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    • "For example, three participants who recalled falling at least monthly had no recent falls in their notes, and four had only a single fall recorded; five people without a MMSE in their notes had a MoCA suggesting moderate CI. Though using the MMSE and the MoCA to evaluate CI may have contributed to the differences in the rates and severity of CI noted in different parts of the current study, we agree with others [28] [29] who suspect MMSE underestimates the degree of cognitive dysfunction in PD. "
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    ABSTRACT: We compared fall frequency and prediction among People with Parkinson's Disease (PwP) with and without cognitive impairment (CI); researchers sometimes overlook the former, concerned about consent, recall and adherence and differences in fall frequency and predictability.Methods We recruited 101 PwP from one clinic, used the Montreal Cognitive Assessment to measure CI, noted repeated falls recalled retrospectively over 12 months and evaluated ‘repeated falls’ and ‘difficulty turning’ as predictors of falls over three months.ResultsParticipant median age was 76 years, and time since diagnosis 6 years. Of 40 participants without CI, 40% recalled falls and 55% fell during follow-up (1.9 (±3.8) falls/person), the sensitivity of fall history being 57% and of turning 36%. Of 36 participants with mild CI, 42% recalled falls and 42% fell during follow-up (1.2 (±1.8) falls/person), the sensitivity of fall history being 67% and of turning 69%. Of 25 participants with moderate CI, 60% recalled falls and 58% fell during follow-up (1.2 (±1.8) falls/person), the sensitivity of fall history being 71% and of turning 69%.Conclusions Researchers need not exclude people with CI assuming falls are more frequent and less predictable than among those without. Fall rates (falls/person during follow-up) were similar among people with and without CI. Falls and difficulty turning were more sensitive predictors of falling in those with CI than those without: a simple mobility test may suggest an individual's risk of falling if a history is unavailable. Most PwP with moderate CI fall repeatedly: carer involvement facilitates their inclusion in research.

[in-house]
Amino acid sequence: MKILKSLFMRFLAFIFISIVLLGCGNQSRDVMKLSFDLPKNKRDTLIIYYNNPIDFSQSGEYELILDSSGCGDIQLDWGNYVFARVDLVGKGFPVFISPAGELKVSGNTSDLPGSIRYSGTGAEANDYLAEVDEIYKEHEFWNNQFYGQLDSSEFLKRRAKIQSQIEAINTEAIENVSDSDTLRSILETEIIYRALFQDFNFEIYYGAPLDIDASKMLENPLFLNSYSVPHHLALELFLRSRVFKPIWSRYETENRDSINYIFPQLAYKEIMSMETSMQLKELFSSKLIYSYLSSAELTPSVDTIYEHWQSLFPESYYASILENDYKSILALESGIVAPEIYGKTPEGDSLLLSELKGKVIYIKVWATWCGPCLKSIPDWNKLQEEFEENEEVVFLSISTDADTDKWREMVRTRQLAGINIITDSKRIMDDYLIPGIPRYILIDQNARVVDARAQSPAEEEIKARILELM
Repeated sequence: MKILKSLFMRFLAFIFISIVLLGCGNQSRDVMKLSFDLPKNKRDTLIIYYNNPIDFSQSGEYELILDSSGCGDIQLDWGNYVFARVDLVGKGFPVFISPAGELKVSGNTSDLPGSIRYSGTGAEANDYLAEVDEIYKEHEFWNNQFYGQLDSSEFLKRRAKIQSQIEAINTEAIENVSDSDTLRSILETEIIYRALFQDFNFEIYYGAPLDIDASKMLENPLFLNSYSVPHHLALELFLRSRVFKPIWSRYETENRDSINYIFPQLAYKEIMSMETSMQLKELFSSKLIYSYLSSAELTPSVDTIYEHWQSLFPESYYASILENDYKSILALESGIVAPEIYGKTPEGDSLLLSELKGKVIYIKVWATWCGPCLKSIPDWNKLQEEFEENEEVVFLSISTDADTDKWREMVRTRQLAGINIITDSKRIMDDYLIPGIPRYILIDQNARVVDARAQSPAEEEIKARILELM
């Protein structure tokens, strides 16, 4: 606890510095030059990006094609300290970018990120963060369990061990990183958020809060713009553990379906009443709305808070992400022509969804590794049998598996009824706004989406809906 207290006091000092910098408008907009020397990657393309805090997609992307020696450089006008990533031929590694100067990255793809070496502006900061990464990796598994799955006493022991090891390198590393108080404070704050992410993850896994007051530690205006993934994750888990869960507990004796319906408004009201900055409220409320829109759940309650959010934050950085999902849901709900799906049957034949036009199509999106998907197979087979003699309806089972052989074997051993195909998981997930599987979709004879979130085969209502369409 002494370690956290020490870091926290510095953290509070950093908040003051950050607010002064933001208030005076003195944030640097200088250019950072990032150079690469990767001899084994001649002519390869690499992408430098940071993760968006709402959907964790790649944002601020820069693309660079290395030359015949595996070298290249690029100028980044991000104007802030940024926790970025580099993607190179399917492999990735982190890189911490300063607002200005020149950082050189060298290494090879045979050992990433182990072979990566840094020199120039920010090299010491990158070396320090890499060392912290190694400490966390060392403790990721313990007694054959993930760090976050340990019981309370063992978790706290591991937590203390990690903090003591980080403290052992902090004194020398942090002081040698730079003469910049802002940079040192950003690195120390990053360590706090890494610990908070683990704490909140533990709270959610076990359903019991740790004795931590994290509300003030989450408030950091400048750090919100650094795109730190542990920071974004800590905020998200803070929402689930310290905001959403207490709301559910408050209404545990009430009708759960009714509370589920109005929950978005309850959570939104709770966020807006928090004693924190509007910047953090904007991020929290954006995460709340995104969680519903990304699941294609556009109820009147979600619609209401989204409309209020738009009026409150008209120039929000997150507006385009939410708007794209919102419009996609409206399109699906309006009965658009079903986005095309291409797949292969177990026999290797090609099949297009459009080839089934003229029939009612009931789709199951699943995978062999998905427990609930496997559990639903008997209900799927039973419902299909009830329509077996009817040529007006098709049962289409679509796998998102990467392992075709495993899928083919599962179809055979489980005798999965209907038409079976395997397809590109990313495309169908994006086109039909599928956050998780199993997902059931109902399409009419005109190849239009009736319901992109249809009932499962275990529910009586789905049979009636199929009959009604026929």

Parkinsonism & Related Disorders 11/2014; 21(1). DOI:10.1016/j.parkreldis.2014.11.001 · 3.97 Impact Factor
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    • "With regard to cognitive impairment in PD-MCI and PD-D, the frequencies of memory impairment in our study are very close to those reported by others: 13.3%–15.1%12,19 in PD-MCI patients, and 67.4% in PD-D patients.20 "
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    ABSTRACT: Although Parkinson's disease (PD) is clinically characterized by motor symptoms, cognitive impairment is one of the most disabling non-motor symptoms. Despite it attracting increasing attention worldwide, less is known about its prevalence in the Chinese population. The objective of this study was to assess cognitive impairment and related risk factors in Chinese PD patients. We collected the demographic, diagnostic, and treatment information of 901 PD patients from 42 centers throughout the People's Republic of China, then administered a battery of neuropsychological tests, to assess motor, cognitive, and neuropsychiatric symptoms. Overall, 193 of 901 (21.4%) PD patients met the criteria for dementia (PD-D), and 206 (22.8%) met the criteria for mild cognitive impairment (PD-MCI). Visuospatial dysfunction and attention/executive impairment predominated. Increased severity of cognitive impairment was associated with greater motor impairment. Patients with psychiatric symptoms, such as depression and hallucinations, were more likely to have dementia. Potentially, the younger-aged and more educated are shown less cognitive impairment, but age at onset, and levodopa equivalent dose, were not associated with the presence of cognitive dysfunction. The prevalence and profile of cognitive impairment in Chinese PD patients, as well as the risk factors, are similar as those reported for other races, but the frequency of nonamnestic cognitive domains differs.
    Clinical Interventions in Aging 02/2014; 9:275-81. DOI:10.2147/CIA.S47367 · 2.08 Impact Factor